Divisive

There’s a new rhetorical game being played, which is to cast anything controversial or even perfectly normal as “divisive.”

If someone disagrees with you, or argues against an idea, the media seems to like to call these things “divisive,” which is essentially an appeal to tribalism — this person is part of Tribe A, and they are arguing against Tribe B, making their stance divisive.

What’s been truly divisive, and what seems to be feeding this sweep toward tribalism as default, is social media, which I consider to be the bane of modern society and culture. Rather than talking about ideas, we talk about polarized groups, with the metaphor being who is inside your group, who is your friend, who is your follower, who is your tribe, rather than who is also a citizen, who is also a neighbor, who is also a person.

Social media creates tribes, and my recollection is that the term was used by Seth Godin and others to describe social media groups, but in a positive way (“find your tribe”). The problem is that tribes are primitive and possess inherent animosity to outsiders.

Some of the things I’ve seen called “divisive” lately include:

  • Urging others to vote and participate in democracy

  • Sincerely believing a nominee to federal office lied under oath

  • Questioning the value of open peer-review

  • Pointing out commercial conflicts of interest in publications

Wielding the term “divisive” is a powerful way to ratchet up emotions without actually addressing the critique or concern. Labeling a critic as “divisive” personalizes the criticism, impugning motive, and diverting attention from the disagreement and moving it to focus on questioning the social intent of the critic.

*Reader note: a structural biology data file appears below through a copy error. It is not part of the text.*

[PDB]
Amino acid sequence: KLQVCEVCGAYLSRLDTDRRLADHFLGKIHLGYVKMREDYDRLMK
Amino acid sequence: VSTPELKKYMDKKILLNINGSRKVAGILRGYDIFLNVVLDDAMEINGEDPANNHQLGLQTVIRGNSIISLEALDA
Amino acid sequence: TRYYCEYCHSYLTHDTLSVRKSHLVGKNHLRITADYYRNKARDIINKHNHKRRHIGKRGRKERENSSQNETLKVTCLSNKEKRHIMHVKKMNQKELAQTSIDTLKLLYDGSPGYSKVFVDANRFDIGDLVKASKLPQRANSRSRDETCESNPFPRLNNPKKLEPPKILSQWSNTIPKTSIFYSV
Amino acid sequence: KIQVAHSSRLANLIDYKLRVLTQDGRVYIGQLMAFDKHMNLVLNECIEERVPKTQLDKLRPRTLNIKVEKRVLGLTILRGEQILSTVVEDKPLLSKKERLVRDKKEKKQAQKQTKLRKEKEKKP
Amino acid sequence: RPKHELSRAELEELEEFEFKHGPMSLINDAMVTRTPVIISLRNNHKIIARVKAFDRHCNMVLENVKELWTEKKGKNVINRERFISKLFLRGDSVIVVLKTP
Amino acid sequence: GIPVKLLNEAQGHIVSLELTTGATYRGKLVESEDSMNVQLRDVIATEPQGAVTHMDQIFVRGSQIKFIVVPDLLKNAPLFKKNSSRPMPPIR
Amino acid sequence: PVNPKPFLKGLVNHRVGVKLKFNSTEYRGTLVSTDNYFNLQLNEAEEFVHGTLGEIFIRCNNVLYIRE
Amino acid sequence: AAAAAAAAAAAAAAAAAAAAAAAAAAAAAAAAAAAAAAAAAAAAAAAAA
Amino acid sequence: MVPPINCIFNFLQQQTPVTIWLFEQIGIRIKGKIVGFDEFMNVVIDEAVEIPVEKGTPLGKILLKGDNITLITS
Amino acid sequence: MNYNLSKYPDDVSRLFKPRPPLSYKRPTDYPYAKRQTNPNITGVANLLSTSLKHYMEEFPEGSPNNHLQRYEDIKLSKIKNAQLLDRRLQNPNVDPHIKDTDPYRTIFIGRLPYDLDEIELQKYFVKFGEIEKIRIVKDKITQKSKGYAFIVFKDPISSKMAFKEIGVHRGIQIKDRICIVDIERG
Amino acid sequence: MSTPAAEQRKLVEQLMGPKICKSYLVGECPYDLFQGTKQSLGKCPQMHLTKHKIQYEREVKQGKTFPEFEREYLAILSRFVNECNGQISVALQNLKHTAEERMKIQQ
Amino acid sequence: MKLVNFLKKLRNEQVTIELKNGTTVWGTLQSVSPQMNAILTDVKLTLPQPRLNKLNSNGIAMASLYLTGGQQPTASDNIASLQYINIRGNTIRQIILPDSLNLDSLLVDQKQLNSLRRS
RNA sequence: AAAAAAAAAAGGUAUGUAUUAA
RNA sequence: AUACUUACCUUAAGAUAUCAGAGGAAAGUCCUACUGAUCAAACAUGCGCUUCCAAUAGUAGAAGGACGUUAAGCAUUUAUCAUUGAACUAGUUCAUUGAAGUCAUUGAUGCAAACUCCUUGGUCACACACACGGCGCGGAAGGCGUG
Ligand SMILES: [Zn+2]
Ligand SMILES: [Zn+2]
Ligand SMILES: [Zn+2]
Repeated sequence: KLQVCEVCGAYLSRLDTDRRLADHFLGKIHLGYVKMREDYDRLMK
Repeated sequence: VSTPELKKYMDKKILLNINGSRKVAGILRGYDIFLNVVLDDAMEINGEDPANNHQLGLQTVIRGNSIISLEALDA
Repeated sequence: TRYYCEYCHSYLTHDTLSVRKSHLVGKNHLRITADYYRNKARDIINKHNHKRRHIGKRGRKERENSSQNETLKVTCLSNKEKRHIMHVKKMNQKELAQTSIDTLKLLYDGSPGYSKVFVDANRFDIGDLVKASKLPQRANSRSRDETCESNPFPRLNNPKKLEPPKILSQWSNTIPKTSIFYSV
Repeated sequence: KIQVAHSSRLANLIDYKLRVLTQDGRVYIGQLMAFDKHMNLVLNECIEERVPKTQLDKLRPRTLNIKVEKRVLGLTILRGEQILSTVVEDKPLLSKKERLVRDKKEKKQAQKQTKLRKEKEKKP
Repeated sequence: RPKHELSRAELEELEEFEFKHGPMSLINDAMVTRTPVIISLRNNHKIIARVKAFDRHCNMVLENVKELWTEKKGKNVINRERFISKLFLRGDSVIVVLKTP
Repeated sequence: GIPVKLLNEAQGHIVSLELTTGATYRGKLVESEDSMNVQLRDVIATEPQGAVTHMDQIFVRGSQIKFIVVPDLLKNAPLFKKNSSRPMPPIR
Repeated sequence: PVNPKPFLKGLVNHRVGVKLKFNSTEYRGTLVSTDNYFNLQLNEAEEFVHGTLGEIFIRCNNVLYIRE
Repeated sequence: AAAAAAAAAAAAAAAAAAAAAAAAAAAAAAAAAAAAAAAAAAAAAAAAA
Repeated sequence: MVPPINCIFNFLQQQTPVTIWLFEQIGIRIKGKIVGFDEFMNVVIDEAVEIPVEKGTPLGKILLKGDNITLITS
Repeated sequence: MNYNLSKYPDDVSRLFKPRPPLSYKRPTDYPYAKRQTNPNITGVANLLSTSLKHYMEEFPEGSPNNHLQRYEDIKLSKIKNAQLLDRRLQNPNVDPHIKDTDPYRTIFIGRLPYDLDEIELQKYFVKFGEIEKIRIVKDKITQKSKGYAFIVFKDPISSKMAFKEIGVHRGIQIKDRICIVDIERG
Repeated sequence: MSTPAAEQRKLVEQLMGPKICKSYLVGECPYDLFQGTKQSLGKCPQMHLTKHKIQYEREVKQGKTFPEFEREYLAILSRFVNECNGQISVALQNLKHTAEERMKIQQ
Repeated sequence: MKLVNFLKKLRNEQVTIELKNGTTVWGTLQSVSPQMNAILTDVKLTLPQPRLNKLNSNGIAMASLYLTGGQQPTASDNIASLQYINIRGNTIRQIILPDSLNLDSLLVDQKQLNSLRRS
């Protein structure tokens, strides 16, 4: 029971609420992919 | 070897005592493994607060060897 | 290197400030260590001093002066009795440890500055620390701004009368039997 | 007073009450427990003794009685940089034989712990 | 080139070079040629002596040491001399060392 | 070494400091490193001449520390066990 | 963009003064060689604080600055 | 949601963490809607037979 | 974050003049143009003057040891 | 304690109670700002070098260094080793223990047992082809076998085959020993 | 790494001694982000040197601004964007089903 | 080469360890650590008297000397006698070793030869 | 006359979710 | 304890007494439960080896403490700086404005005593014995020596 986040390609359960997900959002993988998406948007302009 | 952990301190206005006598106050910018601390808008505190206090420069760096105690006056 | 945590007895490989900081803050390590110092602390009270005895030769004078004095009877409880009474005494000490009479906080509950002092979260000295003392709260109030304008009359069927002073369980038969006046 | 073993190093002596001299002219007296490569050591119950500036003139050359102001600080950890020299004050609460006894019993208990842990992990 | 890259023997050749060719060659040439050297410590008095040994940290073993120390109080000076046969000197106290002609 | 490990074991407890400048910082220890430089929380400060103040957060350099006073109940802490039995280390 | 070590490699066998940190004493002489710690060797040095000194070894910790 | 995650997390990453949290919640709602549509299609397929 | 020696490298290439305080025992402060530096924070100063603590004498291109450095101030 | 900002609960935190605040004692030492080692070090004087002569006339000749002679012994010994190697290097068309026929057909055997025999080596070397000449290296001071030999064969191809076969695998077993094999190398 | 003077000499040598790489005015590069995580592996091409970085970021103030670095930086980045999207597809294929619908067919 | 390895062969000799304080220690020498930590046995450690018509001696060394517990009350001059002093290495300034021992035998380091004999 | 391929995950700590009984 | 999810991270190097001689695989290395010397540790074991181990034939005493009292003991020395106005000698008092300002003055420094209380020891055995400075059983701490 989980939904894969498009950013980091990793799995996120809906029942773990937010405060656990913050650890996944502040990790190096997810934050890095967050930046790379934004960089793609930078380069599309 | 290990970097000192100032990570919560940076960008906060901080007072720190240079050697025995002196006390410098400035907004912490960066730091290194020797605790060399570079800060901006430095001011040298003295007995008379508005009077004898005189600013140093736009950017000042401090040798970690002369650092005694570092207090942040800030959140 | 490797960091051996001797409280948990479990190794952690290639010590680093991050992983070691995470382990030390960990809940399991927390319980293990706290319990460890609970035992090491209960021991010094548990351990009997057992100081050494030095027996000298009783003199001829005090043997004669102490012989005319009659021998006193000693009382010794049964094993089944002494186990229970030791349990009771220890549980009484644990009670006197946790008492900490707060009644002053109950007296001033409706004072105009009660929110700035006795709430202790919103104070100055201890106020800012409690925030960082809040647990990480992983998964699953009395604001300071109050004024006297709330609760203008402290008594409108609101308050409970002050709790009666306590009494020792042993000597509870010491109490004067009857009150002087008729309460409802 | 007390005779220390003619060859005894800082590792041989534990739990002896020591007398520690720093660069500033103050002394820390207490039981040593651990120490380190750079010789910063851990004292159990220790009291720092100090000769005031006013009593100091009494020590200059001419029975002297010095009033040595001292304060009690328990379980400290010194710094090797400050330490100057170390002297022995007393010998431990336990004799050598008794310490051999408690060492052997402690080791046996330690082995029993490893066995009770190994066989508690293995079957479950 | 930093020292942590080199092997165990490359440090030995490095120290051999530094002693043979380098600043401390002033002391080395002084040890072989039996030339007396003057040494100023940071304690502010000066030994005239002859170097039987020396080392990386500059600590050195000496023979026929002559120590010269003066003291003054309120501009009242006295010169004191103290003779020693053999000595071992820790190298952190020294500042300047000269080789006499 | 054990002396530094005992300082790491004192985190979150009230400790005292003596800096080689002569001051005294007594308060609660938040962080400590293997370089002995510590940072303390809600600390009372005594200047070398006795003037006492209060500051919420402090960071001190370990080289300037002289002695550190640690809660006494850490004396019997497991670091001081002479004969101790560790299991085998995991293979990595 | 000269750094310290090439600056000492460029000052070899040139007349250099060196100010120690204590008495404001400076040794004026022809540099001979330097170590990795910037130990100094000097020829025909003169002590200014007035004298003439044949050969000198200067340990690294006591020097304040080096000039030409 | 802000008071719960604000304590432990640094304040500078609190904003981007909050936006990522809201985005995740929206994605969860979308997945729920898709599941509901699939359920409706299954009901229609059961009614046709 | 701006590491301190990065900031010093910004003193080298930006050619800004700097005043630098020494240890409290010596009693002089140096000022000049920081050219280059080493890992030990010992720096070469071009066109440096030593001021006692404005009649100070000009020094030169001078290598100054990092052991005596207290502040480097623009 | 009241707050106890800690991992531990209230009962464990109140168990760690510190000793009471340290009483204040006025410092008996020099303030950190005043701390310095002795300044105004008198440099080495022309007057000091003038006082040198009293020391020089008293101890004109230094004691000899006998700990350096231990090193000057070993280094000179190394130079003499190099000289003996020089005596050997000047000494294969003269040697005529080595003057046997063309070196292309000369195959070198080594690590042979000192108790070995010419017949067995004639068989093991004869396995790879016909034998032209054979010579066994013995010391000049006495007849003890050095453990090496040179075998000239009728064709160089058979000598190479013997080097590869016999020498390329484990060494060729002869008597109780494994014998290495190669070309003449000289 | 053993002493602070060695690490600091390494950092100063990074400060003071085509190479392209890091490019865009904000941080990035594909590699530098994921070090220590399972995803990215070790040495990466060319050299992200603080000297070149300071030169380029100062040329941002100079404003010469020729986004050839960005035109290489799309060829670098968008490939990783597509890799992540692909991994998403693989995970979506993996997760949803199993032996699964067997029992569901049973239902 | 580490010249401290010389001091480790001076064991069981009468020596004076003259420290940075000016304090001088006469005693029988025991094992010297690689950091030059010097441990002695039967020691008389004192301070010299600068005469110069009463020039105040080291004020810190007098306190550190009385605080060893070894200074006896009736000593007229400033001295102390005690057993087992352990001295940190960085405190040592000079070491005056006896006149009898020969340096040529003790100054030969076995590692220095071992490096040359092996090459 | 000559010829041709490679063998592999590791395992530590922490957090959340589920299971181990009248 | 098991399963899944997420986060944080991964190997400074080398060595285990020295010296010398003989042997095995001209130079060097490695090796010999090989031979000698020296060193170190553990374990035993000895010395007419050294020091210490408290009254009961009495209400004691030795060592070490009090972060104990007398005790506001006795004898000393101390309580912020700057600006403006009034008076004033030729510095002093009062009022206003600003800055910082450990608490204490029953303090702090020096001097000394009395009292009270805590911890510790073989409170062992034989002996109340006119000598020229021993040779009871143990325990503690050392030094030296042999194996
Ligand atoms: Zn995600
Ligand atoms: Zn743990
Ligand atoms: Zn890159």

Of course, labeling a critique as “divisive” is itself divisive, as it turns what might be an intellectual disagreement resolved through rational discussion into something emotional and personal, eliminating the territory for discussion and raising everyone’s hackles.

When derailed by this rhetorical device, it’s difficult to move back to a rational zone. You have to use the “don’t you agree?” approach — Don’t you agree people should vote? Don’t you agree he wasn’t telling the truth? Don’t you agree peer-review has other challenges that come before making it more open? This can shift the discussion back into a rational space, but it’s difficult to not get sucked into the emotional trap “divisive” opens.

We are in an emotional and irrational age when it comes to societal communication. There are tricksters everywhere, from hackers stealing information to social engineering hacks fooling us into making bad decisions or believing lies. Social media has been designed to segregate and target us. We are divided enough already, and in ways that make very little sense.

We’re all trying to figure things out. That’s the common bond.